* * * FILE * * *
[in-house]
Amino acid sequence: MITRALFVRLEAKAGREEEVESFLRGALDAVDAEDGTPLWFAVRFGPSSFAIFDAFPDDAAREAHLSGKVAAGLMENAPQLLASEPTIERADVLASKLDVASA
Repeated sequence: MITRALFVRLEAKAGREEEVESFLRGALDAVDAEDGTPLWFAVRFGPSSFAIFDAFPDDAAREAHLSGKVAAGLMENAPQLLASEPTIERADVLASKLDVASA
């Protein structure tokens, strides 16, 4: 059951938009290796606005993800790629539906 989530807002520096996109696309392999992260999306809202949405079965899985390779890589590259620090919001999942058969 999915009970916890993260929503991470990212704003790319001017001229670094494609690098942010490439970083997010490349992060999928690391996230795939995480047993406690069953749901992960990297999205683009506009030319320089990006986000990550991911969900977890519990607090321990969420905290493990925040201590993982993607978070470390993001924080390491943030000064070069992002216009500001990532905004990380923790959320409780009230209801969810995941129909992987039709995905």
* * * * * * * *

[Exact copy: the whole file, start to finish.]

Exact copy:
[in-house]
Amino acid sequence: MITRALFVRLEAKAGREEEVESFLRGALDAVDAEDGTPLWFAVRFGPSSFAIFDAFPDDAAREAHLSGKVAAGLMENAPQLLASEPTIERADVLASKLDVASA
Repeated sequence: MITRALFVRLEAKAGREEEVESFLRGALDAVDAEDGTPLWFAVRFGPSSFAIFDAFPDDAAREAHLSGKVAAGLMENAPQLLASEPTIERADVLASKLDVASA
């Protein structure tokens, strides 16, 4: 059951938009290796606005993800790629539906 989530807002520096996109696309392999992260999306809202949405079965899985390779890589590259620090919001999942058969 999915009970916890993260929503991470990212704003790319001017001229670094494609690098942010490439970083997010490349992060999928690391996230795939995480047993406690069953749901992960990297999205683009506009030319320089990006986000990550991911969900977890519990607090321990969420905290493990925040201590993982993607978070470390993001924080390491943030000064070069992002216009500001990532905004990380923790959320409780009230209801969810995941129909992987039709995905």